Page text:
|Scientific Name:||Scomberomorus niphonius (Cuvier, 1832)|
Cybium gracile Günther, 1873
Cybium niphonium Cuvier, 1832
Sawara niphonia (Cuvier, 1832)
|Taxonomic Notes:||Early records of this species from Australia refer to Scomberomorus munroi.|
|Red List Category & Criteria:||Data Deficient ver 3.1|
|Assessor(s):||Collette, B., Chang, S.-K., Di Natale, A., Fox, W., Juan Jorda, M., Nelson, R. & Uozumi, Y.|
|Reviewer(s):||Russell, B. & Polidoro, B.|
This species is found along the coasts of China, Korea, Japan and north to Vladivostok, Russia. This species is heavily fished in many parts of its range, and there have been at least one occurrence of a localized collapse in the inland Sea of Japan. Although recovery efforts are underway in the Inland Sea, no information is available on this species population in China or Korea, where an estimated 50% or more of the global catch occurs. It is listed as Data Deficient. More information on catch and effort of this species in China and Korea is needed, as this species may qualify for a threatened category.
|Range Description:||In the northwest Pacific this species is confined to the subtropical and temperate waters of China, the Yellow Sea and the Sea of Japan north to Vladivostok, former USSR. This species may occur to southern China, including Hainan Island. This species may be increasing its range in the north of Japan.|
Native:China; Hong Kong; Japan; Korea, Democratic People's Republic of; Korea, Republic of; Russian Federation; Taiwan, Province of China
|FAO Marine Fishing Areas:|
Pacific – northwest
|Range Map:||Click here to open the map viewer and explore range.|
|Population:||This species is taken throughout its range but is the most important Scomberomorus species in Japan. FAO worldwide reported landings show a gradual increase from 1,900 tonnes in 1950 to 60,685 tonnes in 2006 (FAO 2009). It is an important fishery in South Korea, where 40,000 tonnes were recorded in 2007, and where 50% of the global catch occurs. Reported landings in China may not be accurate.|
Two different stock assessments have been conducted in the East China Sea and in the Inland Sea. In the East China Sea, this species is caught by purse seiners, and catch per unit effort (CPUE) since 1994 by Japanese purse seiners is increasing. In the Inland Sea, this species was very depleted in the past as estimated biomass in 1985 was 60,000 tonnes and dropped to 2,000 tonnes in 1998. There is a slight increase to 5,000 tonnes in 2007 based on recovery program that begin in 2002 with a restocking program (Uozumi pers comm 2009). In the western part of Japan, catches are increasing as this species is likely increasing its range because it used to be rare in this region. There are no major fisheries for this species on the eastern part of Japan.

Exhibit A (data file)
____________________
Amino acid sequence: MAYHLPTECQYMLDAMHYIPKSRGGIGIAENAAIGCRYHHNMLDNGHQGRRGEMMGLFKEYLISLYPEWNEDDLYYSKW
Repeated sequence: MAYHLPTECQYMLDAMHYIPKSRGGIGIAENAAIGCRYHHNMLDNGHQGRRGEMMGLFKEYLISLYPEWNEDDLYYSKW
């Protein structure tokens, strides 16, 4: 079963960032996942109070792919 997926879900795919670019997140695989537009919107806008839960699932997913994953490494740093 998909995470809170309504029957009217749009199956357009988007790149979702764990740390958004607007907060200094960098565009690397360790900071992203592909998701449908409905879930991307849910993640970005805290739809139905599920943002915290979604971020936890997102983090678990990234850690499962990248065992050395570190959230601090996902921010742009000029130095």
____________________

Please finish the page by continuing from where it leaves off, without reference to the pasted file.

In Taiwan, reported catches of this species to FAO have declined from 15,000 tonnes in 2007 to 1,400 tonnes in 2008, but this needs to be confirmed as catches are reported from distant water long-lines which are not normally used to catch this species (Chang, pers comm 2009).
|Current Population Trend:||Unknown|
|Habitat and Ecology:||This species is pelagic, oceanodromous, and found near shore (including semi-enclosed sea areas). It undergoes a spawning migration in spring (March to June) and a feeding migration in fall (September to November) in the Inland Sea of Japan. It feeds on small fishes. Larvae exhibited almost exclusive piscivory from first feeding in tanks (Shoji and Tanaka 2001, 2004).|
Length of maturity at 50% is 60 cm fork length (FL) for females and 40 cm FL for males in
Maximum size is more than 100 cm FL, 9.4 kg. The all-tackle game fish record is a 9.35 kg fish caught at Shirasaki, Wakayama, Japan in 2007 (IGFA 2011).
There are two migrations in the Inland Sea of Japan, a spawning migration in the spring (March to June) and a feeding migration in the fall (September to November) according to Hamada and Iwai (1967).
|Generation Length (years):||2-3|
|Movement patterns:||Full Migrant|
|Use and Trade:||
This species is important in commercial fisheries in the majority of its range. In the Inland Sea of Japan, the main fishing seasons are during its two migrations, from March to June and September to November (Hamada and Iwai (1967). There are also important fisheries in the Huanghai Sea (Yellow Sea) and Bohai Sea (Liu et al. 1982).
Ye and Zhu (1984) developed a bioeconomic model for this fishery estimating maximum revenue, optimum economic effort, and optimum energy consumption.
|Major Threat(s):||This is a highly commercial species caught with gillnets, purse seiners and set nets. This species is the most important Scomberomorus species in Japan, where it is cultured and released for fisheries.|
|Conservation Actions:||This species is cultured and released in the Inland Sea in Japan. In Japan, there are regulations to control effort (including regulating the number of boats and catch size) as well as seasonal closures in the Inland Sea. However, more information on the harvest and population status of this species population is needed in China and Korea.|
|Citation:||Collette, B., Chang, S.-K., Di Natale, A., Fox, W., Juan Jorda, M., Nelson, R. & Uozumi, Y. 2011. Scomberomorus niphonius. The IUCN Red List of Threatened Species 2011: e.T170356A6767322.Downloaded on 21 January 2018.|
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